The character’s catchphrase, used throughout the franchise, is “I’ll be back”.
The Terminator (1984)
The Model 101 is sent back in time to terminate a single target, Sarah Connor (Linda Hamilton), in 1984, to prevent the birth of her son, John, the future leader of the Human Resistance. Lack of surviving records in the future meant that it was limited to only knowing Sarah’s name and what city she lived in at this time, with the result that it killed two other Sarah Connors in the same city before it found its target. This allowed Kyle Reese (Michael Biehn), a soldier sent from the future to protect Sarah, to find her before the Terminator does.
During several skirmishes the Terminator withstands contemporary gunfire with only superficial damage to its exterior tissue. While it is later caught in a fuel tanker explosion, this only burns away the flesh covering to expose its mechanical nature and causes minor damage to one of its legs, slowing it down. After Kyle sacrifices himself to damage the Terminator with a pipe bomb that destroys its legs, Sarah crushes the remaining endoskeleton in a hydraulic press to shut it down permanently.
Judgment Day (1991)
A Model 101 is captured by the resistance, reprogrammed by the future John Connor (Michael Edwards), and sent back to 1995 to protect young John (Edward Furlong) from a T-1000 (Robert Patrick) dispatched to kill him. While interacting with the Connors as they work to prevent Judgment Day (a scene from the extended version of the film shows the Connors explicitly reprogramming the Terminator to be capable of learning rather than Skynet’s default “read-only” programming), this Model 101 is taught how to speak in slang-like terms, such as “Hasta la vista, baby”, and encouraged to act more human, to the point that it develops into an almost fatherly role for John.
Sarah reflects that the Model 101 is the first male figure John has ever had in his life who can be guaranteed to always be there for him. The T-1000 chases Sarah, John, and the Model 101 into a steel mill and overpowers the latter in hand-to-hand combat, impaling it through the chest and destroying its main power supply. However, the Model 101 activates a backup power source, frees itself, and blasts the T-1000 into a vat of molten steel with a grenade launcher to destroy it.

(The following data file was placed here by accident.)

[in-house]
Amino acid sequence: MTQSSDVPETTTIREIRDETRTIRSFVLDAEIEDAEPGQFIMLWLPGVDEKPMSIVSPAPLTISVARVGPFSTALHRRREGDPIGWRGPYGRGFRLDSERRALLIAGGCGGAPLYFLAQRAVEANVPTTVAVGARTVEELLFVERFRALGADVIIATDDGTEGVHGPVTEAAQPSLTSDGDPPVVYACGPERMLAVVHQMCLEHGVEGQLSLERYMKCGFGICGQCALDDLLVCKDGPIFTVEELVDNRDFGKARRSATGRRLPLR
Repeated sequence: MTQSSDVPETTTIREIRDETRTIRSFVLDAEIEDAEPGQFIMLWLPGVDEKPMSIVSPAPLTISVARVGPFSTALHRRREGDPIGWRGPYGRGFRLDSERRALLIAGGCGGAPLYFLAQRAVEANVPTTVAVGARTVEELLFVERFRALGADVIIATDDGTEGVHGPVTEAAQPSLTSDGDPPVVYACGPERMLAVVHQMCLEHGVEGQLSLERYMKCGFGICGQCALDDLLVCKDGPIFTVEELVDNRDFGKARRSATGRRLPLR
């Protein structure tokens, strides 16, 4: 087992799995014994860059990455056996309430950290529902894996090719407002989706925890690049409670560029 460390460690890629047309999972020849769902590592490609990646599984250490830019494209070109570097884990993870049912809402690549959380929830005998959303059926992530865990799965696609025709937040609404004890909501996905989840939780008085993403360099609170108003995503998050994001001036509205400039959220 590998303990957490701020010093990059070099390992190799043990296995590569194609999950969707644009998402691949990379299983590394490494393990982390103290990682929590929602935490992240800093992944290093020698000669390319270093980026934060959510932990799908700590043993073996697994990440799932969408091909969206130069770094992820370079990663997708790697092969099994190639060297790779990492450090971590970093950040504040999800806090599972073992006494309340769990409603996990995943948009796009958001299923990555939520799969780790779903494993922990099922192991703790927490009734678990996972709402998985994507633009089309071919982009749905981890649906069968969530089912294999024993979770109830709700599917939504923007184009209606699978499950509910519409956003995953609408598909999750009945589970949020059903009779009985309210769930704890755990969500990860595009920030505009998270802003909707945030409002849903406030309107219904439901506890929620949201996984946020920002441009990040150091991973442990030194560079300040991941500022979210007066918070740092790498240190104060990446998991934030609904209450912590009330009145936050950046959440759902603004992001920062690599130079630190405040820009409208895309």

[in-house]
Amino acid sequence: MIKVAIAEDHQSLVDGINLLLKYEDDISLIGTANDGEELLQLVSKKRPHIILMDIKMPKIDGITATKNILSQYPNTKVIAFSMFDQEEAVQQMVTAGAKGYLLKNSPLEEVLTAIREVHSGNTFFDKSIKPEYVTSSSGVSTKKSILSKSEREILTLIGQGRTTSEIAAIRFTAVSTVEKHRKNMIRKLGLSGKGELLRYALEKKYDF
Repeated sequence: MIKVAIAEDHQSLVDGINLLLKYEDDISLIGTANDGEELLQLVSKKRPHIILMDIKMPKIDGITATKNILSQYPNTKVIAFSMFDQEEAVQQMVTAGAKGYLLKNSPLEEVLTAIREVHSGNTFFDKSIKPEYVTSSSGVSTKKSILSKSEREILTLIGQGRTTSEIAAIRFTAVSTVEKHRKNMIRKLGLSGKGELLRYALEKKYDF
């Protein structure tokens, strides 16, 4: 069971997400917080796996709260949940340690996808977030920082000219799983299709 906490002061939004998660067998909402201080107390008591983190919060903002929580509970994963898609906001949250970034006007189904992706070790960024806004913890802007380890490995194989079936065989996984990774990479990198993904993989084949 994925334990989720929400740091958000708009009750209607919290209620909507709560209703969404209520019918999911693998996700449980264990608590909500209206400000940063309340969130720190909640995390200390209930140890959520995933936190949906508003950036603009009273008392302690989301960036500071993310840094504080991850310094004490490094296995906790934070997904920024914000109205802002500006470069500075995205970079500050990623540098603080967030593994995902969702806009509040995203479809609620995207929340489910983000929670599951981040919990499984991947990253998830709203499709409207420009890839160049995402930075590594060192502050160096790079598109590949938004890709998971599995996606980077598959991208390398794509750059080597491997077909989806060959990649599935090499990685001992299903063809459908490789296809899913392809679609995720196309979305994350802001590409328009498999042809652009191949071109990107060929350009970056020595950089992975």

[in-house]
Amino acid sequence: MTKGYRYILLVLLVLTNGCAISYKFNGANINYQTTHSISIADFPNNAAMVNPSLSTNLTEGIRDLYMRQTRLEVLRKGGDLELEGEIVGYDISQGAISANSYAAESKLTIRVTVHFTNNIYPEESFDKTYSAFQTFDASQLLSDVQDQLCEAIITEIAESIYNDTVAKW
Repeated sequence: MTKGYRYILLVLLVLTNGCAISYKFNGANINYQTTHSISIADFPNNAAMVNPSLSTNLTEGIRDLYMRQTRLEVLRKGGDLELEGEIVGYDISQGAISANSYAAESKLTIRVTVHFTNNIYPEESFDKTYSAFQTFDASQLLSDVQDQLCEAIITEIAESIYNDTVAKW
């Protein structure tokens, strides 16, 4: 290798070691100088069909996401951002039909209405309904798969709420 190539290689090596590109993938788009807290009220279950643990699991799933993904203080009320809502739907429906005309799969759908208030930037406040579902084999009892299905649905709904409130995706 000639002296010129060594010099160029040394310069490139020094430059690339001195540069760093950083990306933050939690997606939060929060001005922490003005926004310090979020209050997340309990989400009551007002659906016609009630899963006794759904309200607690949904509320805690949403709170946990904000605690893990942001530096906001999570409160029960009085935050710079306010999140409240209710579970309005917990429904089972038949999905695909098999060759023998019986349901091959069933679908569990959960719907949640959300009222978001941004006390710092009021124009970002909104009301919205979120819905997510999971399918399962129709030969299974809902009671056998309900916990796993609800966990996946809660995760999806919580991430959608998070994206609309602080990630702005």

Rise of the Machines (2003)
In the third film, a T-101 Terminator portrayed by Schwarzenegger is reprogrammed to protect John Connor (Nick Stahl), as well as his future wife Kate Brewster (Claire Danes), from a T-X (Kristanna Loken). The T-X is also designed to destroy other Terminators. The T-101 is powered by two hydrogen fuel cells, one of which it discards after being damaged by the T-X. This Terminator, unlike the others, is more familiar with human behaviors.
The T-101 tells John that his efforts in the second film did not stop Judgment Day, but merely delayed it. Eventually, the T-X uses its nanites to take control of the T-101’s autonomous functions, sending it to kill John and Kate. Since the T-101’s core consciousness is still intact and it just lacks physical control of its body, John is able to convince the T-101 to shut down by reminding it of the conflict between its current actions and its programmed mission to ensure his and Kate’s survival.